Technical writers can be divided into two main groups: those who convert technical information into material for the general public, and those who convey technical information between professionals. Technical writers in the first group may prepare service manuals or handbooks, instruction or repair booklets, or sales literature or brochures; those in the second group may write grant proposals, research reports, contract specifications, or research abstracts.
Screenwriters prepare scripts for motion pictures or television. They select or are assigned a subject, conduct research, write and submit a plot outline and narrative synopsis (treatment), and confer with the producer and/or director about possible revisions. Screenwriters may adapt books or plays for film and television dramatizations. They often collaborate with other screenwriters and may specialize in a particular type of script or writing.
Playwrights do similar writing for the stage. They write dialogue and describe action for plays that may be tragedies, comedies, or dramas, with themes sometimes adapted from fictional, historical, or narrative sources. Playwrights combine the elements of action, conflict, purpose, and resolution to depict events from real or imaginary life. They often make revisions even while the play is in rehearsal.
Continuity writers prepare the material read by radio and television announcers to introduce or connect various parts of their programs.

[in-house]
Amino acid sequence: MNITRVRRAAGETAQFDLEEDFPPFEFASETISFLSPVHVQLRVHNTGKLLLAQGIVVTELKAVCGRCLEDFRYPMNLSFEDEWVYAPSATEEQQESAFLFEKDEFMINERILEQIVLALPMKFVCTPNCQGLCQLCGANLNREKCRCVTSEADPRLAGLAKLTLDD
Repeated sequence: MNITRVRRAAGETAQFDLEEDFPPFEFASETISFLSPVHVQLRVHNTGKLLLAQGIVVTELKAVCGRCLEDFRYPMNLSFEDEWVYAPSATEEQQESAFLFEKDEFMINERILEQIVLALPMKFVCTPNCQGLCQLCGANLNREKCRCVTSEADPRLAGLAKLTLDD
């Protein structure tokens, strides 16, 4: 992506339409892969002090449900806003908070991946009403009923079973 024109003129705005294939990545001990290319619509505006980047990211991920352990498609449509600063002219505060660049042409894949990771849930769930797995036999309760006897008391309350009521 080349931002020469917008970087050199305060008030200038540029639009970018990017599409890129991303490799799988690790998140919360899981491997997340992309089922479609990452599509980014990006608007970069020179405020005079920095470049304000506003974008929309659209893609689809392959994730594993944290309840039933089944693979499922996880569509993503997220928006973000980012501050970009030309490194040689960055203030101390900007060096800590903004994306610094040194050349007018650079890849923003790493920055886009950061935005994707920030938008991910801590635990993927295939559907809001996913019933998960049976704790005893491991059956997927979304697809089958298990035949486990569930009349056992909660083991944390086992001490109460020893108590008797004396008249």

Novelists and short story writers create stories that may be published in books, magazines, or literary journals. They take incidents from their own lives, from news events, or from their imaginations and create characters, settings, actions, and resolutions. Poets create narrative, dramatic, or lyric poetry for books, magazines, or other publications, as well as for special events such as commemorations. These writers may work with literary agents or editors who help guide them through the writing process, which includes research of the subject matter and an understanding of the intended audience. Many universities and colleges offer graduate degrees in creative writing. In these programs, students work intensively with published writers to learn the art of storytelling.
Digital writers research, write, and create content that is published on Web sites, smartphones, and other mobile devices, and in e-publications. Bloggers are employed by companies to positively promote their products and services via the written word (blog). Others are self-employed and host their own blogs and sell advertisements to earn revenue.
Writers can be employed either as in-house staff or as freelancers. Pay varies according to experience and the position, but freelancers must provide their own office space and equipment such as computers and fax machines. Freelancers also are responsible for keeping tax records, sending out invoices, negotiating contracts, and providing their own health insurance.